Today we begin our final assessment of Antigone. I am really excited about this final assessment project, but I have a feeling it is going to be difficult. I've struggled with how to present the project and I decided I need to introduce them to reading a line graph to prepare. I'm not sure how much expose my sophomores have had to line graphs. I project this Graph Example on the Smart Board. I ask students to take two minutes and read the chart with a friend. I explain the top of the Y axis has the highest dollar amount and decreases. The X axis is chronological from left to right. Once I feel like students have a basic understanding of this chart, we will move on.
I have always done this Fever Chart assignment with my AP Literature students, but I am attempting it for the first time with ELA10. I attach the AP Literature Hamlet Fever Chart Example on the board and talk students through a quick story line of Hamlet.
In the story of Hamlet, young Hamlet's father is murdered by his own brother, Claudius. After the murder, the Claudies marries young Hamlet's mother, Gertrude. Throughout the play, Hamlet struggles with seeking revenge for his father's death. Literary critics and readers of the play often debate if Hamlet is truly mad, or simply acting like he is. In this Fever Chart, students traced Hamlet's sanity. Hostile is at the top of the Y axis, signifying it is the most severe of Hamlet's insane character traits. Happy is at the bottom of the Y axis. These students traced Hamlet's behavior from Act I through Act V.
You are going to be completing a similar Fever Chart tracing either Antigone or Creon throughout the play. You will analyze how these complex characters develop over the course of Antigone (RL.9-10.3). You will cite strong and thorough text evidence to support your analysis of what the text says explicitly and inferences from the text (RL.9-10.1). You will complete this assignment in a large group. Each member of the group will need to come to your discussions prepared and have thoroughly read Antigone (SL.9-10.1a). You'll need to work together on decision making for your Fever Chart (SL.9-10.1b). When finished, you'll need to present your information clearly and logically so your listeners can follow your line of reasoning (SL.9-10.4). Finally, you'll be writing a justification for your piece of text evidence that supports your analysis (W.9-10.9)
Next, I distribute the AntigoneFeverChart assignment and turn their attention to the two charts I have drawn on the board explanation on the board and explanation on the board 2. I split the room into groups of 7-8 students each. I do this because the groups need to be large enough for each student to have a quote to research and justify. After students are in groups, I tell them they are either an Antigone group of a Creon group.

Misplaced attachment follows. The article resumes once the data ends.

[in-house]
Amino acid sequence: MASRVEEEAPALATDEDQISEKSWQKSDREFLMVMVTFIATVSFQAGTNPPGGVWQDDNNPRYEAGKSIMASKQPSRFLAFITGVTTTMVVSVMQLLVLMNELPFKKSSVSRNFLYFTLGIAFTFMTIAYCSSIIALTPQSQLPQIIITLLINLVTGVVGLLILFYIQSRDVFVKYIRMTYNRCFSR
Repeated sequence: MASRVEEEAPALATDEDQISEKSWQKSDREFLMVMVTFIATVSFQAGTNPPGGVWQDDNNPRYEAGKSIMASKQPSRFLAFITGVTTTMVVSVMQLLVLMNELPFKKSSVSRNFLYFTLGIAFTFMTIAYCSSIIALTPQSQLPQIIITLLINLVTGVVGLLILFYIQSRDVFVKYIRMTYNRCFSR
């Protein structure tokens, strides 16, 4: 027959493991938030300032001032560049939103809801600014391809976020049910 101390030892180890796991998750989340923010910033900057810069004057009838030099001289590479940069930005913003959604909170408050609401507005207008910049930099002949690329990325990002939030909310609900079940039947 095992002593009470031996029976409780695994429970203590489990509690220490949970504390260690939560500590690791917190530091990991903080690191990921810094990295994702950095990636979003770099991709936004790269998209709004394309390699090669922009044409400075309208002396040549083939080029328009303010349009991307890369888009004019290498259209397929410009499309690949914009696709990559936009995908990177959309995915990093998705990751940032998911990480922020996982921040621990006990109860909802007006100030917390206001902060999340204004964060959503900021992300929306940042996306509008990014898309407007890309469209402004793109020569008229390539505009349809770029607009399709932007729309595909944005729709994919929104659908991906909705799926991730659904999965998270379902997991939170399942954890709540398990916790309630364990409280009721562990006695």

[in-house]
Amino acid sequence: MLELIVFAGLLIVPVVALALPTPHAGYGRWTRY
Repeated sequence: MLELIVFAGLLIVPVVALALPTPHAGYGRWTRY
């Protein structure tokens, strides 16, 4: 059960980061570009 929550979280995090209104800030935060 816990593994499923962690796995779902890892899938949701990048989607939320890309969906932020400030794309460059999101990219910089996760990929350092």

Antigone group, here on the board (explanation on the board) are the characteristics you will be tracing throughout the text. Today, you will be working with your group members to talk through the character of Antigone. Beginning with the Prologue and ending with the Exodus, discuss the character of Antigone in each section. How would you describe her? Can you prove that with text evidence? You will need a quote for each member of your group and you have to span the entire play.
Then, I show the Creon group their explanation on the board 2 and say:
Creon group, here on the board are the characteristics you will be tracing throughout the text. Today, you will be working with your group members to talk through the character of Creon. Beginning with the Prologue and ending with the Exodus, discuss the character of Creon in each section. How would you describe him? Can you prove that with text evidence? You will need a quote for each member of your group and you have to span the entire play.
After I've delivered all the instructions, I'll turn the students loose to work.
While students are working, I will walk around and check in with groups. I'll observe to assure all group members are working together toward their common goal. If they aren't, I'll remind them what the goal is for today. This video students gathering evidence for character analysis demonstrates students during work time.
With three minutes left, I'll ask students to provide some feedback on a post it note. Students ask a question about the assignment on the post it. If they don't have a question, then I ask them to write the response to this: In your own words, tell me why we are doing this particular assignment. I ask for the questions because during the short class period it is tough to get to every student to check in on progress. I give them an alternate task if they don't have an assignment so I can judge their knowledge level about the assignment. Both of these tasks help me judge how effectively I introduced the task and purpose today.